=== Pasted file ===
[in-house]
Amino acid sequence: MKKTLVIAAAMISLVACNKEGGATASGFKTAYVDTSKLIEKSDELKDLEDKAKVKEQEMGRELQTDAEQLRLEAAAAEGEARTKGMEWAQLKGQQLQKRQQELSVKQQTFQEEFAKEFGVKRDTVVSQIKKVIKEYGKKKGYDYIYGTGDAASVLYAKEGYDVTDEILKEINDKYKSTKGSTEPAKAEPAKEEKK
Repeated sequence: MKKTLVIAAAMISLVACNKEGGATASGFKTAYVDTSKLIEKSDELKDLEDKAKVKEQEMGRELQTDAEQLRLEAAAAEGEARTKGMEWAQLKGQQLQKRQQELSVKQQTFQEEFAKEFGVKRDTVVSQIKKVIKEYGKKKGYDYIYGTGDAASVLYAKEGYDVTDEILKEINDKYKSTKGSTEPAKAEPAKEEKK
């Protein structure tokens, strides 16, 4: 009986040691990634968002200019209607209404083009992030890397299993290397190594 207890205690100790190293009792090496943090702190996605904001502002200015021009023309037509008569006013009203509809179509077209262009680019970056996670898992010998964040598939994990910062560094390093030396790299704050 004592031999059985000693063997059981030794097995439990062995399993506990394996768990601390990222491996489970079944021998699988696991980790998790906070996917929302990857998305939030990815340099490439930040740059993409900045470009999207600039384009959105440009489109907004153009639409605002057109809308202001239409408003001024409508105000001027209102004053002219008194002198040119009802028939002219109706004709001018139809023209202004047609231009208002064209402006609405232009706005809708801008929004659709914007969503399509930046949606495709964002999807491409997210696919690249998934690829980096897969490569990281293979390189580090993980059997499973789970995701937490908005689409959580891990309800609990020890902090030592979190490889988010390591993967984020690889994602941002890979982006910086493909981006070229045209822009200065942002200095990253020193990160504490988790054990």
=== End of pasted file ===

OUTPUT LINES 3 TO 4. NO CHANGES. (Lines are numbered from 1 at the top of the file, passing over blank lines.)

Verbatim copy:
Repeated sequence: MKKTLVIAAAMISLVACNKEGGATASGFKTAYVDTSKLIEKSDELKDLEDKAKVKEQEMGRELQTDAEQLRLEAAAAEGEARTKGMEWAQLKGQQLQKRQQELSVKQQTFQEEFAKEFGVKRDTVVSQIKKVIKEYGKKKGYDYIYGTGDAASVLYAKEGYDVTDEILKEINDKYKSTKGSTEPAKAEPAKEEKK
């Protein structure tokens, strides 16, 4: 009986040691990634968002200019209607209404083009992030890397299993290397190594 207890205690100790190293009792090496943090702190996605904001502002200015021009023309037509008569006013009203509809179509077209262009680019970056996670898992010998964040598939994990910062560094390093030396790299704050 004592031999059985000693063997059981030794097995439990062995399993506990394996768990601390990222491996489970079944021998699988696991980790998790906070996917929302990857998305939030990815340099490439930040740059993409900045470009999207600039384009959105440009489109907004153009639409605002057109809308202001239409408003001024409508105000001027209102004053002219008194002198040119009802028939002219109706004709001018139809023209202004047609231009208002064209402006609405232009706005809708801008929004659709914007969503399509930046949606495709964002999807491409997210696919690249998934690829980096897969490569990281293979390189580090993980059997499973789970995701937490908005689409959580891990309800609990020890902090030592979190490889988010390591993967984020690889994602941002890979982006910086493909981006070229045209822009200065942002200095990253020193990160504490988790054990």